Table 1. Correlation Between 500 hPa Omega and Zonal Advection of Moist Energy, Meridional Advection of Moist Energy, Net Heat Flux, and Sum of Three Terms
 Correlation With Omega
Zonal advection−0.17
Meridional advection0.43
Net heat flux0.29
SUM of three terms0.52

[23] According to Table 1, meridional moist energy advection is mostly well correlated with vertical motions, compared to other terms. The correlation coefficient between meridional advection of moist energy and omega is 0.43, having a 99% significance level. This indicates that the cold and dry moist energy advection induced by the equatorward flow suppresses the convection. Zonal advection of moist energy does not correlate well with vertical motions. In addition, zonal advection of moist energy can be ignored because the magnitude of zonal advection is small (dashed line of Figures 4a and 4b).

[24] The net heat flux term correlates to some degree with vertical motion. It is appeared that Outgoing Longwave Radiation (OLR) is well correlated with vertical motion among the net heat flux terms (e.g., correlation coefficient between OLR and vertical motion is 0.82). The high correlation is due to the fact that the enhanced (suppressed) convective activities raise (lower) the cloud top; therefore it tends to reduce (increase) the OLR. This implies that the enhanced OLR does not cause the descent over the western Pacific during El Niño events.

4. Linearized Baroclinic Model (LBM) Experiments

[25] We showed using observational data that the meridional advection of moist energy is critical to the formulation of the anomalous Walker Circulation associated with El Niño. To support our hypothesis, numerical experiments were performed using a Linear Baroclinic Model (LBM) developed by Watanabe and Kimoto [2000, 2001].

[26] The LBM has been used to examine the steady atmospheric response to SST forcing in many studies. For example, Watanabe and Jin [2003] showed that the present LBM can simulate a realistic atmospheric circulation in response to given SST forcing. Also, Annamalai et al. [2005a] showed that model results using the LBM confirm their AGCM's results concerning the impact of Indian Ocean SST anomalies on the developing El Niño. Since the LBM contains most of the physical and dynamical processes that we are stressing here on the modulation of the Walker circulation, the LBM is an appropriate tool to test out our hypothesis.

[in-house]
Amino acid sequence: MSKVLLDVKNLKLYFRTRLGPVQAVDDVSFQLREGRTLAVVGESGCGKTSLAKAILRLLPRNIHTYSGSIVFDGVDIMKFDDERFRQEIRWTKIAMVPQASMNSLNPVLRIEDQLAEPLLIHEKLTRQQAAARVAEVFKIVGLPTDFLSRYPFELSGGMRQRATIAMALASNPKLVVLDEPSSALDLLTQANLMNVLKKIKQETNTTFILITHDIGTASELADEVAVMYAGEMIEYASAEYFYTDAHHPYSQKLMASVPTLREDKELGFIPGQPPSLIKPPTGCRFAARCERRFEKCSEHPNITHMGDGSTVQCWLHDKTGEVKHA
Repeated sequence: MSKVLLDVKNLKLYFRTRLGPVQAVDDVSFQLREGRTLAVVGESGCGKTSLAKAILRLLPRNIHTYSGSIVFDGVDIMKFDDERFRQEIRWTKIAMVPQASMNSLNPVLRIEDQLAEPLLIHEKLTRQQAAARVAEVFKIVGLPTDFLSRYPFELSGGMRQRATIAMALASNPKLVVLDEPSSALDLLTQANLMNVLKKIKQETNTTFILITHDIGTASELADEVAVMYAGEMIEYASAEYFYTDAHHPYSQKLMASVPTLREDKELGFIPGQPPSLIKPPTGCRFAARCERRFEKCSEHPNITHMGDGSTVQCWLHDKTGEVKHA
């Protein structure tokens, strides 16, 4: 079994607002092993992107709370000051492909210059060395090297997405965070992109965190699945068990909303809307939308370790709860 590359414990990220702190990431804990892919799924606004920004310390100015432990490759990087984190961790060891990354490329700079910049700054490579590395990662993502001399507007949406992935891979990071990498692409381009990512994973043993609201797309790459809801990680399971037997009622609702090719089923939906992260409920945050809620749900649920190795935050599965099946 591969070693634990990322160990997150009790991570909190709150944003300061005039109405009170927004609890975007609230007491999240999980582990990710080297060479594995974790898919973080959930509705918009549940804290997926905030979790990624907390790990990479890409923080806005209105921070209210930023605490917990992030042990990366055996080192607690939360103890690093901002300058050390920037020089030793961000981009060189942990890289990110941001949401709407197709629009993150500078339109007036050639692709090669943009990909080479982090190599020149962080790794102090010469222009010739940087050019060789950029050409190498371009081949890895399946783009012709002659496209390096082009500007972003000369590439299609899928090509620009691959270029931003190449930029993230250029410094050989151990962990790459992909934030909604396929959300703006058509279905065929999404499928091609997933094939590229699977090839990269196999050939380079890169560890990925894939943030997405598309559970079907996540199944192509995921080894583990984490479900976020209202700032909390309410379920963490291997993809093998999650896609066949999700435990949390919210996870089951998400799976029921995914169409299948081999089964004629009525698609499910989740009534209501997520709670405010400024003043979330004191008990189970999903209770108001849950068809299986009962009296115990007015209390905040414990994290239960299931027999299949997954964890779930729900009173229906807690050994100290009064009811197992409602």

[27] However, before using the present simplified model, it should be noted that the LBM has some limitations to simulate climate variability exactly. First, nonlinear advection terms cannot be considered in the linear model. Second, air-sea and air-land coupling process is neglected in the LBM. Third, the steady solution is dependent of several parameters in some extent. For example, the magnitude of solution is largely controlled by the damping timescale or an adjustment timescale which determines how fast the temperature and moisture field adjust to reference profile.

[28] To confirm that the LBM is an appropriate tool in this study, in spite of these deficiencies, we investigated the convection responses to the observed zonal mean perturbed SST of the 5 largest El Niño events. Also, zonally averaged DJF climatological values are prescribed as basic states. Since the present LBM is designed to be linearized about zonal mean values, the simulated steady solutions are zonal mean perturbed values. Figure 6 shows the observed and simulated vertical pressure velocity at 500 hPa. Note that zonal mean values are subtracted in observations (Figure 6a) to compare them with simulated ones.

Figure 6.

(a) Observed zonal perturbation 500 hPa omega. (b) Simulated 500 hPa omega responses. Zonally averaged and observed basic states are prescribed.

[29] Though magnitudes of vertical motions in the LBM simulation are somewhat stronger than the observed, it is clear that the overall features of the simulated vertical motions are similar to the observed ones. The strong ascending motions are located over the central Pacific both in the observations and the LBM simulations. It implies that the model captures the dominant features of observed convection change during El Niño events. Therefore the model is an appropriate tool to investigate what is the key mechanism in formulating the anomalous Walker Circulation.

[30] However, it is hard to argue that meridional moist energy advection plays an important role in omega response in this experiment: because zonal displacement of the convection center in this experiment can result from many dynamic terms. In addition, the spatial shape and different magnitude of SST forcing can affect the model solutions. Therefore simplified experiments are performed to investigate the role of meridional moist energy advection more clearly. By prescribing simplified basic states and SST forcing, we tried to investigate the role of meridional moist energy advection, as mentioned in the observational analysis.

[31] In control run (CNTL), zonally uniform basic states for atmospheric temperature, moisture and SST are prescribed by taking the zonal mean from the DJF climatological value of the NCEP data. Note that the basic state is also set to be symmetric about the equator. The simplified basic states for the flow and surface pressure are set to zero and 1000 hPa, respectively. A constant bell-type SST forcing is imposed over the equatorial region (150°E–155°W, 10°S–10°N).